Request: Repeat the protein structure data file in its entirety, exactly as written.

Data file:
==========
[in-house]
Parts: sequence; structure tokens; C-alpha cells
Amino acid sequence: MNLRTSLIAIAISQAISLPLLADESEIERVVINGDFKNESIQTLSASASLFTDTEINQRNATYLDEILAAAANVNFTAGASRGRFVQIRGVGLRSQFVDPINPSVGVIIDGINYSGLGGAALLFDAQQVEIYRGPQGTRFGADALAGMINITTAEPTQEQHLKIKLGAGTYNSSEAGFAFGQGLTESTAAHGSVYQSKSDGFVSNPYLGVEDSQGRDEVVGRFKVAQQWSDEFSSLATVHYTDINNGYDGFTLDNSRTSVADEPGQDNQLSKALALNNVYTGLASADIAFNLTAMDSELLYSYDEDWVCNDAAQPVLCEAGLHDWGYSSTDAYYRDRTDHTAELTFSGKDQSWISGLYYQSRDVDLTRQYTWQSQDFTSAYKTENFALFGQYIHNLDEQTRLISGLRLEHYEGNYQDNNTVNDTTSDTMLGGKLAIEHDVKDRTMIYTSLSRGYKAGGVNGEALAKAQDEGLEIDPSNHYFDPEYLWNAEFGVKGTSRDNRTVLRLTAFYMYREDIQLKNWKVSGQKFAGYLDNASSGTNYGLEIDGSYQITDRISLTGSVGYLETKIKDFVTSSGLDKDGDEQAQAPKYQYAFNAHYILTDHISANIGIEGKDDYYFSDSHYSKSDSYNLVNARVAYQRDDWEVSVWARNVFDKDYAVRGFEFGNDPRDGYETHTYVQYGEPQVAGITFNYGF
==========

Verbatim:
[in-house]
Parts: sequence; structure tokens; C-alpha cells
Amino acid sequence: MNLRTSLIAIAISQAISLPLLADESEIERVVINGDFKNESIQTLSASASLFTDTEINQRNATYLDEILAAAANVNFTAGASRGRFVQIRGVGLRSQFVDPINPSVGVIIDGINYSGLGGAALLFDAQQVEIYRGPQGTRFGADALAGMINITTAEPTQEQHLKIKLGAGTYNSSEAGFAFGQGLTESTAAHGSVYQSKSDGFVSNPYLGVEDSQGRDEVVGRFKVAQQWSDEFSSLATVHYTDINNGYDGFTLDNSRTSVADEPGQDNQLSKALALNNVYTGLASADIAFNLTAMDSELLYSYDEDWVCNDAAQPVLCEAGLHDWGYSSTDAYYRDRTDHTAELTFSGKDQSWISGLYYQSRDVDLTRQYTWQSQDFTSAYKTENFALFGQYIHNLDEQTRLISGLRLEHYEGNYQDNNTVNDTTSDTMLGGKLAIEHDVKDRTMIYTSLSRGYKAGGVNGEALAKAQDEGLEIDPSNHYFDPEYLWNAEFGVKGTSRDNRTVLRLTAFYMYREDIQLKNWKVSGQKFAGYLDNASSGTNYGLEIDGSYQITDRISLTGSVGYLETKIKDFVTSSGLDKDGDEQAQAPKYQYAFNAHYILTDHISANIGIEGKDDYYFSDSHYSKSDSYNLVNARVAYQRDDWEVSVWARNVFDKDYAVRGFEFGNDPRDGYETHTYVQYGEPQVAGITFNYGF